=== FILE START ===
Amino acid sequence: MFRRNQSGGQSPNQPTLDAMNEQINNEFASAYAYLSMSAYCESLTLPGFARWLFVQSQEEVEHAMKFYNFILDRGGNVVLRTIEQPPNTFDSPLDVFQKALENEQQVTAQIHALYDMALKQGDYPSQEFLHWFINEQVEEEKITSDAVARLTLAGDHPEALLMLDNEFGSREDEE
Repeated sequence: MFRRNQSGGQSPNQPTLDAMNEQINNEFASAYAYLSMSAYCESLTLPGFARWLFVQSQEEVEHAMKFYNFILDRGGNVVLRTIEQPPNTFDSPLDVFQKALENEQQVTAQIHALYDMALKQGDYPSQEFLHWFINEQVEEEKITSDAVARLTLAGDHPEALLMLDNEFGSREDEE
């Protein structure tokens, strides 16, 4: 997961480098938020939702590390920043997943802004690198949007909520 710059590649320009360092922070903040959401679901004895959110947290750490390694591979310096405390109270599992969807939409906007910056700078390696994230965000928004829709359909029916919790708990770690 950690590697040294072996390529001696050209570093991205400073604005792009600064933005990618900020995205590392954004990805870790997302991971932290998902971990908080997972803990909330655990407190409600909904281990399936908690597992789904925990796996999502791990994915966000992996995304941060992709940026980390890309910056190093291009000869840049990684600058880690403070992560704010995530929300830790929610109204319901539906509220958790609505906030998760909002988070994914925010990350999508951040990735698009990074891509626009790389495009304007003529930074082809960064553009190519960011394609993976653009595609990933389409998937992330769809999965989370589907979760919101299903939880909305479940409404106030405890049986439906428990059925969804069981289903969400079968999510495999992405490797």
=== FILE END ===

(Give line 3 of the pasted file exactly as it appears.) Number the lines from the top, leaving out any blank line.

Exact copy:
């Protein structure tokens, strides 16, 4: 997961480098938020939702590390920043997943802004690198949007909520 710059590649320009360092922070903040959401679901004895959110947290750490390694591979310096405390109270599992969807939409906007910056700078390696994230965000928004829709359909029916919790708990770690 950690590697040294072996390529001696050209570093991205400073604005792009600064933005990618900020995205590392954004990805870790997302991971932290998902971990908080997972803990909330655990407190409600909904281990399936908690597992789904925990796996999502791990994915966000992996995304941060992709940026980390890309910056190093291009000869840049990684600058880690403070992560704010995530929300830790929610109204319901539906509220958790609505906030998760909002988070994914925010990350999508951040990735698009990074891509626009790389495009304007003529930074082809960064553009190519960011394609993976653009595609990933389409998937992330769809999965989370589907979760919101299903939880909305479940409404106030405890049986439906428990059925969804069981289903969400079968999510495999992405490797």